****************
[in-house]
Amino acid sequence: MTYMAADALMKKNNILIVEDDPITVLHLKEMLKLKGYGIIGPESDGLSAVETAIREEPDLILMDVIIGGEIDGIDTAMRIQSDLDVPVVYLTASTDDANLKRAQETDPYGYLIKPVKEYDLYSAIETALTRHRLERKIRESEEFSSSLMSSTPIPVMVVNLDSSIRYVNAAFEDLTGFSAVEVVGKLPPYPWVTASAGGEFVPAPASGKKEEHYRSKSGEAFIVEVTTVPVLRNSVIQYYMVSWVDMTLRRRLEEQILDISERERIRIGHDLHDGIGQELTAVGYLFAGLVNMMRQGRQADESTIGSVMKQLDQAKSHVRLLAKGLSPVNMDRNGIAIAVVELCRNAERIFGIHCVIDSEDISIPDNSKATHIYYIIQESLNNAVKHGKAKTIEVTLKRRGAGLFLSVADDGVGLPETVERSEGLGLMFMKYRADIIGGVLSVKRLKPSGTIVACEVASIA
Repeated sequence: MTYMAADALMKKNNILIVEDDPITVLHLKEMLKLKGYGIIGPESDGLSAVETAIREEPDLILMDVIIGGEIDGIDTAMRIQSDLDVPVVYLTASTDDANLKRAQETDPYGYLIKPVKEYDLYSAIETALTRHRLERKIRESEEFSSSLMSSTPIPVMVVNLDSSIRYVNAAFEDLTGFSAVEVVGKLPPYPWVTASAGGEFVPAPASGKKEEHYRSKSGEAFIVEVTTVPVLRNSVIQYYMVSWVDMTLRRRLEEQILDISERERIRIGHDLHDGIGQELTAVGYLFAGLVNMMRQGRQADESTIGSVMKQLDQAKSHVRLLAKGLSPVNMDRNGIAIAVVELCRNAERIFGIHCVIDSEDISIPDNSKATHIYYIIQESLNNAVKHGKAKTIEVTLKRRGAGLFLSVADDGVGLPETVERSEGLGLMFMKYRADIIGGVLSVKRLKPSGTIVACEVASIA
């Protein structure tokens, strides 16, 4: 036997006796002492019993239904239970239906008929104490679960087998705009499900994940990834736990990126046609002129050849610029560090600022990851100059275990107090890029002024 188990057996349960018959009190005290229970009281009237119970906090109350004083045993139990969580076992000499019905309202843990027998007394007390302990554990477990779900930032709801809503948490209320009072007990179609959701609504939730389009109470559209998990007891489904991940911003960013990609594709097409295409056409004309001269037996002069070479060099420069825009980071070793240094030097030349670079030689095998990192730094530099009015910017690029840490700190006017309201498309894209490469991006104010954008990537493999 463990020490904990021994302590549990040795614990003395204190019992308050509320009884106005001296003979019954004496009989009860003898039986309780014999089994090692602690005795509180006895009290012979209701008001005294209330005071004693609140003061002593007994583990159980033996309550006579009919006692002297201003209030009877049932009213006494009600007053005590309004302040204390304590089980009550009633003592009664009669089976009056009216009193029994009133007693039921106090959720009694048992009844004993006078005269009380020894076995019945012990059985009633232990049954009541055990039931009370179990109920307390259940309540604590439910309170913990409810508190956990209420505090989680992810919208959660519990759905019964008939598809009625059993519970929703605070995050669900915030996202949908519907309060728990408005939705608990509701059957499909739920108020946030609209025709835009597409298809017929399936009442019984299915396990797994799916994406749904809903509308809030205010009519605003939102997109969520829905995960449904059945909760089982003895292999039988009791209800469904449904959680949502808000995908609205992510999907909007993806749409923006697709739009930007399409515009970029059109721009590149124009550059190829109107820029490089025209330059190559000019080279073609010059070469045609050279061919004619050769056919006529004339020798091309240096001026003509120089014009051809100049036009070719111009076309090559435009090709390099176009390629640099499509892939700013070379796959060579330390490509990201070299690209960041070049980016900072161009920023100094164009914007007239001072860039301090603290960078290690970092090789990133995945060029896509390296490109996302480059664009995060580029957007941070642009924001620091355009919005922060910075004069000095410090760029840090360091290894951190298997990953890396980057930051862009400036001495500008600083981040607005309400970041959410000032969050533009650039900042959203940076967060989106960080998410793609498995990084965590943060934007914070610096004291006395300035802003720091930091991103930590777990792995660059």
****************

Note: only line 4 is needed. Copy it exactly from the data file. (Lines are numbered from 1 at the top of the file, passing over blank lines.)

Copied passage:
């Protein structure tokens, strides 16, 4: 036997006796002492019993239904239970239906008929104490679960087998705009499900994940990834736990990126046609002129050849610029560090600022990851100059275990107090890029002024 188990057996349960018959009190005290229970009281009237119970906090109350004083045993139990969580076992000499019905309202843990027998007394007390302990554990477990779900930032709801809503948490209320009072007990179609959701609504939730389009109470559209998990007891489904991940911003960013990609594709097409295409056409004309001269037996002069070479060099420069825009980071070793240094030097030349670079030689095998990192730094530099009015910017690029840490700190006017309201498309894209490469991006104010954008990537493999 463990020490904990021994302590549990040795614990003395204190019992308050509320009884106005001296003979019954004496009989009860003898039986309780014999089994090692602690005795509180006895009290012979209701008001005294209330005071004693609140003061002593007994583990159980033996309550006579009919006692002297201003209030009877049932009213006494009600007053005590309004302040204390304590089980009550009633003592009664009669089976009056009216009193029994009133007693039921106090959720009694048992009844004993006078005269009380020894076995019945012990059985009633232990049954009541055990039931009370179990109920307390259940309540604590439910309170913990409810508190956990209420505090989680992810919208959660519990759905019964008939598809009625059993519970929703605070995050669900915030996202949908519907309060728990408005939705608990509701059957499909739920108020946030609209025709835009597409298809017929399936009442019984299915396990797994799916994406749904809903509308809030205010009519605003939102997109969520829905995960449904059945909760089982003895292999039988009791209800469904449904959680949502808000995908609205992510999907909007993806749409923006697709739009930007399409515009970029059109721009590149124009550059190829109107820029490089025209330059190559000019080279073609010059070469045609050279061919004619050769056919006529004339020798091309240096001026003509120089014009051809100049036009070719111009076309090559435009090709390099176009390629640099499509892939700013070379796959060579330390490509990201070299690209960041070049980016900072161009920023100094164009914007007239001072860039301090603290960078290690970092090789990133995945060029896509390296490109996302480059664009995060580029957007941070642009924001620091355009919005922060910075004069000095410090760029840090360091290894951190298997990953890396980057930051862009400036001495500008600083981040607005309400970041959410000032969050533009650039900042959203940076967060989106960080998410793609498995990084965590943060934007914070610096004291006395300035802003720091930091991103930590777990792995660059």